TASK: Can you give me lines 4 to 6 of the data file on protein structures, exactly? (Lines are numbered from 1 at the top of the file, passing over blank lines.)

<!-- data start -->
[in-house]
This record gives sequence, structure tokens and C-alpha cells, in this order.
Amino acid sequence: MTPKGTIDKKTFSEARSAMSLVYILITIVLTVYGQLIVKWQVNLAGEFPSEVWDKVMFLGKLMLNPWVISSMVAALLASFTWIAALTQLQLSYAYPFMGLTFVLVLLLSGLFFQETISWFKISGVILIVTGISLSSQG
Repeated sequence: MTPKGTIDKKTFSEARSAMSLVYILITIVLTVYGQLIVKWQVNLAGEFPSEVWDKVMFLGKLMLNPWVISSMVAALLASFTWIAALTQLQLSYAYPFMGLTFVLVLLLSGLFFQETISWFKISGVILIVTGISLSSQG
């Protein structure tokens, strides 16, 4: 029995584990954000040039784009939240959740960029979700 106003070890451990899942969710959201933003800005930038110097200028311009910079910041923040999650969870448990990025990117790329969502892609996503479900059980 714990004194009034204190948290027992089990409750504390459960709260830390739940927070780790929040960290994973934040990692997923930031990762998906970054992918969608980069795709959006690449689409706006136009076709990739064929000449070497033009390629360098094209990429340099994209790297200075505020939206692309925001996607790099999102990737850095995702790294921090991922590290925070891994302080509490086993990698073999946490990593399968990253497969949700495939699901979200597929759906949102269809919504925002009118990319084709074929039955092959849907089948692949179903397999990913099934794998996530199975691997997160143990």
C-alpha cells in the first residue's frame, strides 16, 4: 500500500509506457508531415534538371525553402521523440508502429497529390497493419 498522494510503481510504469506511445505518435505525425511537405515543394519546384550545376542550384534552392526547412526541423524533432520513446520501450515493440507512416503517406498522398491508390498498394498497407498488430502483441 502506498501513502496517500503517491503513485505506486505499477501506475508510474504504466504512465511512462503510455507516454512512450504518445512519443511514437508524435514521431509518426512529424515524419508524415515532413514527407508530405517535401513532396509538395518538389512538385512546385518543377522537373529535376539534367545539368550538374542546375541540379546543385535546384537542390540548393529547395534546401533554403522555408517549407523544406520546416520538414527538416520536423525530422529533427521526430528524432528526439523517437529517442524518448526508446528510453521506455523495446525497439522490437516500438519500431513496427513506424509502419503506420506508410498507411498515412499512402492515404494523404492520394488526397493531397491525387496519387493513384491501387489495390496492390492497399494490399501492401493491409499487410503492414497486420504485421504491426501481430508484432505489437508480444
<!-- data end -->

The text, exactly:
Repeated sequence: MTPKGTIDKKTFSEARSAMSLVYILITIVLTVYGQLIVKWQVNLAGEFPSEVWDKVMFLGKLMLNPWVISSMVAALLASFTWIAALTQLQLSYAYPFMGLTFVLVLLLSGLFFQETISWFKISGVILIVTGISLSSQG
């Protein structure tokens, strides 16, 4: 029995584990954000040039784009939240959740960029979700 106003070890451990899942969710959201933003800005930038110097200028311009910079910041923040999650969870448990990025990117790329969502892609996503479900059980 714990004194009034204190948290027992089990409750504390459960709260830390739940927070780790929040960290994973934040990692997923930031990762998906970054992918969608980069795709959006690449689409706006136009076709990739064929000449070497033009390629360098094209990429340099994209790297200075505020939206692309925001996607790099999102990737850095995702790294921090991922590290925070891994302080509490086993990698073999946490990593399968990253497969949700495939699901979200597929759906949102269809919504925002009118990319084709074929039955092959849907089948692949179903397999990913099934794998996530199975691997997160143990």
C-alpha cells in the first residue's frame, strides 16, 4: 500500500509506457508531415534538371525553402521523440508502429497529390497493419 498522494510503481510504469506511445505518435505525425511537405515543394519546384550545376542550384534552392526547412526541423524533432520513446520501450515493440507512416503517406498522398491508390498498394498497407498488430502483441 502506498501513502496517500503517491503513485505506486505499477501506475508510474504504466504512465511512462503510455507516454512512450504518445512519443511514437508524435514521431509518426512529424515524419508524415515532413514527407508530405517535401513532396509538395518538389512538385512546385518543377522537373529535376539534367545539368550538374542546375541540379546543385535546384537542390540548393529547395534546401533554403522555408517549407523544406520546416520538414527538416520536423525530422529533427521526430528524432528526439523517437529517442524518448526508446528510453521506455523495446525497439522490437516500438519500431513496427513506424509502419503506420506508410498507411498515412499512402492515404494523404492520394488526397493531397491525387496519387493513384491501387489495390496492390492497399494490399501492401493491409499487410503492414497486420504485421504491426501481430508484432505489437508480444